A group of army veterans who were suing the Dutch state for compensation for the trauma they suffered after being sent on ‘an impossible mission’ in Srebrenica have dropped their claim, the Telegraaf said on Friday.
Some 230 men in 2017 launched their campaign for a ‘symbolic’ €22,000 each – or €1,000 for every year since the Srebrenica massacre took place.
The soldiers were serving in the Dutch battalion Dutchbat III protecting the Muslim enclave in 1995 when it was over-run by Bosnian Serbs. They rounded up and massacred some 8,000 men and boys while under the control of Dutch soldiers.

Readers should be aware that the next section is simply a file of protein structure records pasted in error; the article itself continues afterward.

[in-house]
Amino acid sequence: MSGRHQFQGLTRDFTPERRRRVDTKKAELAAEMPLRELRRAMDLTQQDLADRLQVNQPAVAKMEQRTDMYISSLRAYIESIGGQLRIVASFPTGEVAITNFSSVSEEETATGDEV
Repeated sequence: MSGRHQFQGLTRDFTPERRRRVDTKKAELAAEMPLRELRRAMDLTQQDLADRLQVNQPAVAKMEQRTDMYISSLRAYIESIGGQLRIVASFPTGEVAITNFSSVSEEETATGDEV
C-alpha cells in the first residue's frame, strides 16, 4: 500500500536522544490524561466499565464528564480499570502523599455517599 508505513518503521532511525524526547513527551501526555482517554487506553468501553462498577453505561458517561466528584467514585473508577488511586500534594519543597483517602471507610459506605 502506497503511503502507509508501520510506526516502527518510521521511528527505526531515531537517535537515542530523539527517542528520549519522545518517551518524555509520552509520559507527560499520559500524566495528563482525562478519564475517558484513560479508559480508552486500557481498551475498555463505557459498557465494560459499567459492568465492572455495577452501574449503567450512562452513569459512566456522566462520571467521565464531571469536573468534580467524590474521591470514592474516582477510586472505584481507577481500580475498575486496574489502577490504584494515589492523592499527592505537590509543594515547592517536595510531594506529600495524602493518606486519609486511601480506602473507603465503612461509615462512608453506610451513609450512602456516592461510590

Their lawyer Michael Ruperti has now told the Telegraaf that they now had sufficient trust that the defence ministry would give them sufficient support to drop the claim.
‘This has never been about money. This was a lever to make the defence ministry realise that something needs to be done to do justice to this group,’ he said.
The veterans claimed the Dutch government could have known the mission was impossible to execute and say the outside world has blamed them for not being able to prevent the massacre. This, they says, has caused them social, emotional and financial damage.
The defence ministry currently only compensates soldiers who can prove that they are suffering from post-traumatic stress syndrome.
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